On July 21, 1983, Diana Ross attempted to play a concert on the Great Lawn in Central Park. She had volunteered to play for free to benefit the park, with the intent to use the profits from televised broadcasts to fund a new playground, per The New York Times. ”I take my kids to Central Park, and I've noticed that there's no real playground, with soft ground for little kids,” Ross said onstage (via The New York Times). ”I'm a dreamer, but I'm not the kind of person who says things are impossible and can't be done. I dreamed of building a playground in the park for some time, and now that playground is going to be a reality.”

But forces of nature intervened when a torrential rain-and-thunderstorm began about 30 minutes into Ross' performance. The remainder of the concert was called off, but Ross returned to play a full concert the following day. Still, the damage was done: Five months later, Ross' team announced there was no revenue and no profits from the performance due to the additional expenses for the second concert. According to the Daily News, Ross ultimately decided to remedy the problem by donating $250,000 from her own pocket. The Diana Ross Playground opened in Central Park in September 1986. ”Creating this playground for the children of New York,” Ross told The New York Times, ”has been one of the most fulfilling aspects of my life and career."

Diana Ross sparked controversy for touching Lil Kim's breast at the 1999 VMAs

The outfit that rapper Lil Kim wore to the 1999 MTV Video Music Awards is among the most memorable red-carpet looks ever. She wore a lilac, bedazzled, mermaid-inspired jumpsuit cut diagonally to expose one breast, which was censored with a shell-shaped nipple pasty. The look was made even more memorable by an onstage moment the rapper shared with Diana Ross.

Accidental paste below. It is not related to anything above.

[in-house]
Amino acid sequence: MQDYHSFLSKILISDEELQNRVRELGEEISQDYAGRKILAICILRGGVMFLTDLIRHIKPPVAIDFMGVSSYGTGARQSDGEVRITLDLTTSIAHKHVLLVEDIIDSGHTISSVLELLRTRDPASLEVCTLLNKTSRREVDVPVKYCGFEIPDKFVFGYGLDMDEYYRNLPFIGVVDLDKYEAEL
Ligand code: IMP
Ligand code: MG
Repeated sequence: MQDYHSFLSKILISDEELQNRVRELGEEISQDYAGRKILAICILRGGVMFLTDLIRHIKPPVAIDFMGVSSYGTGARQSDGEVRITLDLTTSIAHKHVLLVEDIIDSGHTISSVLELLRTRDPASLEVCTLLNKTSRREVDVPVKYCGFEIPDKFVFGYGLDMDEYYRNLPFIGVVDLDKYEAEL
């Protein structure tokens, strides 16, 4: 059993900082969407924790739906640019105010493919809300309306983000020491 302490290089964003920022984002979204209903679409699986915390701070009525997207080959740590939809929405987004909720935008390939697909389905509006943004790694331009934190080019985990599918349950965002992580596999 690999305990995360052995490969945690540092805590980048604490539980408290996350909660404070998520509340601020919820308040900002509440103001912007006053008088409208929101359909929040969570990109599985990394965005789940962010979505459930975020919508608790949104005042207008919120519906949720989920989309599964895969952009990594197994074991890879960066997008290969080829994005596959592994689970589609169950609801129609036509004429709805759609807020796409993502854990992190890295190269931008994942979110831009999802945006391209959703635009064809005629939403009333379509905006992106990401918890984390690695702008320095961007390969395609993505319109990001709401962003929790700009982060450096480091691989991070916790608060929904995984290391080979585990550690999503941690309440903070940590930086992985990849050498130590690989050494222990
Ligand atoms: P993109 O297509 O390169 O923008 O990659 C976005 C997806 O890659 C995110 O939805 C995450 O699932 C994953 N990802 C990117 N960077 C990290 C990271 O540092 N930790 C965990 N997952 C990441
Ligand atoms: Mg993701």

That night, Lil' Kim, Ross, and Mary J. Blige took to the stage at the Metropolitan Opera House in New York City to present the VMA for Best Hip-Hop Video, per Us magazine. "I think it's the new Supremes!" Ross said of the trio. As they took the stage, Ross reached over and jiggled Lil' Kim's exposed breast. "I think it was more of like a friendly, 'Oh, my God, you look sexy, girl, but do you know you have a boob hanging out?'" Lil' Kim said during a 2013 interview with MTV. "By the way, if I ever did a movie of my life, I would get her to play my mom."

Blige was a little less forgiving. "I was embarrassed for Kim and I was pissed when that happened because that's my little sister and my friend," she told Andy Cohen during an interview for Watch What Happens Live. "Kim is courageous. She's gon' do what Kim does, so I think we all should respect it like we should respect Megan Thee Stallion and Nicki Minaj and Cardi. Respect Lil' Kim. This is what they do. Respect them."

Diana Ross attempted to reunite The Supremes in the early '00s

Following Florence Ballard's departure from The Supremes, the group's second lineup — Diana Ross, Mary Wilson, and Cindy Birdsong — played their final show in January 1970, as noted by Time magazine. But in 2000, three decades after her own departure from the group, Ross decided she wanted to reunite The Supremes for a comeback tour. Both Birdsong and Wilson refused to participate because they would earn millions of dollars less than Ross for the tour. In an interview with ABC's 20/20 news that year, Wilson discussed the proposed deal in which Ross would earn "$15 to $20 million" for the tour, while Wilson would get "two million ... maybe three," and Birdsong would receive even less, per the Telegraph.